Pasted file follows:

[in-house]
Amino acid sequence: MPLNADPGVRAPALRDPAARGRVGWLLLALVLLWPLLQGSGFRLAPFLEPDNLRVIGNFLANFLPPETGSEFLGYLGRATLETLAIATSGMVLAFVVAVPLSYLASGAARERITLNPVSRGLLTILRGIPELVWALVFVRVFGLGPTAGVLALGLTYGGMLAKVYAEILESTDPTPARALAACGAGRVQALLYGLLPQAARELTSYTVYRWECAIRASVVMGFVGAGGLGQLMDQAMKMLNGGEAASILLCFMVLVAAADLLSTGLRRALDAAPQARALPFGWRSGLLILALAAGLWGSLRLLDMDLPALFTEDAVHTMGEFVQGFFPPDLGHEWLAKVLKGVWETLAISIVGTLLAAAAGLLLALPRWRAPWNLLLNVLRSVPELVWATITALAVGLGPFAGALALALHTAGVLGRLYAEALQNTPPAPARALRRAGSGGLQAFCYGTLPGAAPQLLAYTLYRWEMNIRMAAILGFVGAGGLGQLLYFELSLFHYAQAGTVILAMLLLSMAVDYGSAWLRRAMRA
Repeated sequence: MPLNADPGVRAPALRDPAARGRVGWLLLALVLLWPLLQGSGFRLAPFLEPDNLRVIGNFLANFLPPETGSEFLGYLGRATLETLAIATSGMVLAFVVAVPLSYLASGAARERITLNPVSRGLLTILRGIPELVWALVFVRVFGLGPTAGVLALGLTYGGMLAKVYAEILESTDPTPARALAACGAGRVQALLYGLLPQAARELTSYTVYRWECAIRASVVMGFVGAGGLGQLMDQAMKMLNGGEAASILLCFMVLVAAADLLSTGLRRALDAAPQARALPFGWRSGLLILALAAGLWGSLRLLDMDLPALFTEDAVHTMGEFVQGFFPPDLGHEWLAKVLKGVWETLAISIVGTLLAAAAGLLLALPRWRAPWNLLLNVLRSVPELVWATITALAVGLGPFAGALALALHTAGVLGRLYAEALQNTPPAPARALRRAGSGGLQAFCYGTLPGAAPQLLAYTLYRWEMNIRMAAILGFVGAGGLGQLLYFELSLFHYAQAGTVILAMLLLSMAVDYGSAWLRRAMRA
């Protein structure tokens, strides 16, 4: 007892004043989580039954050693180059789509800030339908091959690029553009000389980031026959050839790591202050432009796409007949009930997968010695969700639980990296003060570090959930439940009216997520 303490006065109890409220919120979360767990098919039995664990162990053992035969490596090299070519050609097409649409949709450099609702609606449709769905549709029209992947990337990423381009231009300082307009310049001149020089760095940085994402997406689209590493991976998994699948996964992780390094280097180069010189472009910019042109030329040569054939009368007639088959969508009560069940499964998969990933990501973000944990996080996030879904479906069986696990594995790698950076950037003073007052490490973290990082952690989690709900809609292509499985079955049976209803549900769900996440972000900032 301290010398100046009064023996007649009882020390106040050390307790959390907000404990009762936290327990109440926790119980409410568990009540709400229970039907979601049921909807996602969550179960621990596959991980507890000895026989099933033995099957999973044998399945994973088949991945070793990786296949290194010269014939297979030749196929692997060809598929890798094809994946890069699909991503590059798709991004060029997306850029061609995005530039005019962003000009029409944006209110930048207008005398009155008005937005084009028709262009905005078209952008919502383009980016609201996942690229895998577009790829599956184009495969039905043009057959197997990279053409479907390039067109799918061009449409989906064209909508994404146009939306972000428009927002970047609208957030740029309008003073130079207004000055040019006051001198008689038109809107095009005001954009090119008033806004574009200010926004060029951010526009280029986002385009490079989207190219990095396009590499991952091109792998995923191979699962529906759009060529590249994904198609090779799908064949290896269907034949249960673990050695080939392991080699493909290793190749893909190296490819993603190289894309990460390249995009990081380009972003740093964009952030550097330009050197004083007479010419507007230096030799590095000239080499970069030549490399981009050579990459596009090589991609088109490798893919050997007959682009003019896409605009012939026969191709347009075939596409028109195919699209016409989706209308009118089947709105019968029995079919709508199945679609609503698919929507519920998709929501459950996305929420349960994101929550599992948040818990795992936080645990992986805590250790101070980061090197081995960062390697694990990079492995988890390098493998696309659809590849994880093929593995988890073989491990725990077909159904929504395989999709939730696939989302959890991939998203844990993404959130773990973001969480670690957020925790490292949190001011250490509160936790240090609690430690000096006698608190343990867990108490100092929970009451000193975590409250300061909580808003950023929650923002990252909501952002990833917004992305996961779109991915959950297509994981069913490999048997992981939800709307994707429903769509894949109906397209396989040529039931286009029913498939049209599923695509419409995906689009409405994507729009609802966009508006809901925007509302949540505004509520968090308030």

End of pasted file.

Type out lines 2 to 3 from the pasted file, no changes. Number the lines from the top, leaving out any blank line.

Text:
Amino acid sequence: MPLNADPGVRAPALRDPAARGRVGWLLLALVLLWPLLQGSGFRLAPFLEPDNLRVIGNFLANFLPPETGSEFLGYLGRATLETLAIATSGMVLAFVVAVPLSYLASGAARERITLNPVSRGLLTILRGIPELVWALVFVRVFGLGPTAGVLALGLTYGGMLAKVYAEILESTDPTPARALAACGAGRVQALLYGLLPQAARELTSYTVYRWECAIRASVVMGFVGAGGLGQLMDQAMKMLNGGEAASILLCFMVLVAAADLLSTGLRRALDAAPQARALPFGWRSGLLILALAAGLWGSLRLLDMDLPALFTEDAVHTMGEFVQGFFPPDLGHEWLAKVLKGVWETLAISIVGTLLAAAAGLLLALPRWRAPWNLLLNVLRSVPELVWATITALAVGLGPFAGALALALHTAGVLGRLYAEALQNTPPAPARALRRAGSGGLQAFCYGTLPGAAPQLLAYTLYRWEMNIRMAAILGFVGAGGLGQLLYFELSLFHYAQAGTVILAMLLLSMAVDYGSAWLRRAMRA
Repeated sequence: MPLNADPGVRAPALRDPAARGRVGWLLLALVLLWPLLQGSGFRLAPFLEPDNLRVIGNFLANFLPPETGSEFLGYLGRATLETLAIATSGMVLAFVVAVPLSYLASGAARERITLNPVSRGLLTILRGIPELVWALVFVRVFGLGPTAGVLALGLTYGGMLAKVYAEILESTDPTPARALAACGAGRVQALLYGLLPQAARELTSYTVYRWECAIRASVVMGFVGAGGLGQLMDQAMKMLNGGEAASILLCFMVLVAAADLLSTGLRRALDAAPQARALPFGWRSGLLILALAAGLWGSLRLLDMDLPALFTEDAVHTMGEFVQGFFPPDLGHEWLAKVLKGVWETLAISIVGTLLAAAAGLLLALPRWRAPWNLLLNVLRSVPELVWATITALAVGLGPFAGALALALHTAGVLGRLYAEALQNTPPAPARALRRAGSGGLQAFCYGTLPGAAPQLLAYTLYRWEMNIRMAAILGFVGAGGLGQLLYFELSLFHYAQAGTVILAMLLLSMAVDYGSAWLRRAMRA